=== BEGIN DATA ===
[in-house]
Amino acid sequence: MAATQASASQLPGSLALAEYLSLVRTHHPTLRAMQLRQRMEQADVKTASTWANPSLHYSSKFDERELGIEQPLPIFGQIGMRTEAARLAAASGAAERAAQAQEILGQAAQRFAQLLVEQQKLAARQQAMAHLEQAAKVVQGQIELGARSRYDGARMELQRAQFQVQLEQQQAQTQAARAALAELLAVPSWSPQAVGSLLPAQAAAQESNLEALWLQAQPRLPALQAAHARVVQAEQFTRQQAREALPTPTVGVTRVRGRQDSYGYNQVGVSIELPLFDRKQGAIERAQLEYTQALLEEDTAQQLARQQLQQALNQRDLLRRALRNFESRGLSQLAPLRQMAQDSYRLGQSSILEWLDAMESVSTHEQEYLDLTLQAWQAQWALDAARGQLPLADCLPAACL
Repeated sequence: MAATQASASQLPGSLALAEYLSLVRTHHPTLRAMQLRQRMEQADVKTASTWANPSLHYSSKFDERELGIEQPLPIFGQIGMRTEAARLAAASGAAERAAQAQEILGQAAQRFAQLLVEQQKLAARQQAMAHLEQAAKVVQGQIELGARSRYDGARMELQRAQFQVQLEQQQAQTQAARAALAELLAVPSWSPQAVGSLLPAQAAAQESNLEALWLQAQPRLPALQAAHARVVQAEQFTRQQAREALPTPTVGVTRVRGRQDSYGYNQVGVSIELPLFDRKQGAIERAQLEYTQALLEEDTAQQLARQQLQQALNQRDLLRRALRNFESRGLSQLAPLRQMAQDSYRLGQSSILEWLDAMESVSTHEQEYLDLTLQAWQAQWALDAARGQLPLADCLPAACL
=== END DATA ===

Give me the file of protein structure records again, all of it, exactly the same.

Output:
[in-house]
Amino acid sequence: MAATQASASQLPGSLALAEYLSLVRTHHPTLRAMQLRQRMEQADVKTASTWANPSLHYSSKFDERELGIEQPLPIFGQIGMRTEAARLAAASGAAERAAQAQEILGQAAQRFAQLLVEQQKLAARQQAMAHLEQAAKVVQGQIELGARSRYDGARMELQRAQFQVQLEQQQAQTQAARAALAELLAVPSWSPQAVGSLLPAQAAAQESNLEALWLQAQPRLPALQAAHARVVQAEQFTRQQAREALPTPTVGVTRVRGRQDSYGYNQVGVSIELPLFDRKQGAIERAQLEYTQALLEEDTAQQLARQQLQQALNQRDLLRRALRNFESRGLSQLAPLRQMAQDSYRLGQSSILEWLDAMESVSTHEQEYLDLTLQAWQAQWALDAARGQLPLADCLPAACL
Repeated sequence: MAATQASASQLPGSLALAEYLSLVRTHHPTLRAMQLRQRMEQADVKTASTWANPSLHYSSKFDERELGIEQPLPIFGQIGMRTEAARLAAASGAAERAAQAQEILGQAAQRFAQLLVEQQKLAARQQAMAHLEQAAKVVQGQIELGARSRYDGARMELQRAQFQVQLEQQQAQTQAARAALAELLAVPSWSPQAVGSLLPAQAAAQESNLEALWLQAQPRLPALQAAHARVVQAEQFTRQQAREALPTPTVGVTRVRGRQDSYGYNQVGVSIELPLFDRKQGAIERAQLEYTQALLEEDTAQQLARQQLQQALNQRDLLRRALRNFESRGLSQLAPLRQMAQDSYRLGQSSILEWLDAMESVSTHEQEYLDLTLQAWQAQWALDAARGQLPLADCLPAACL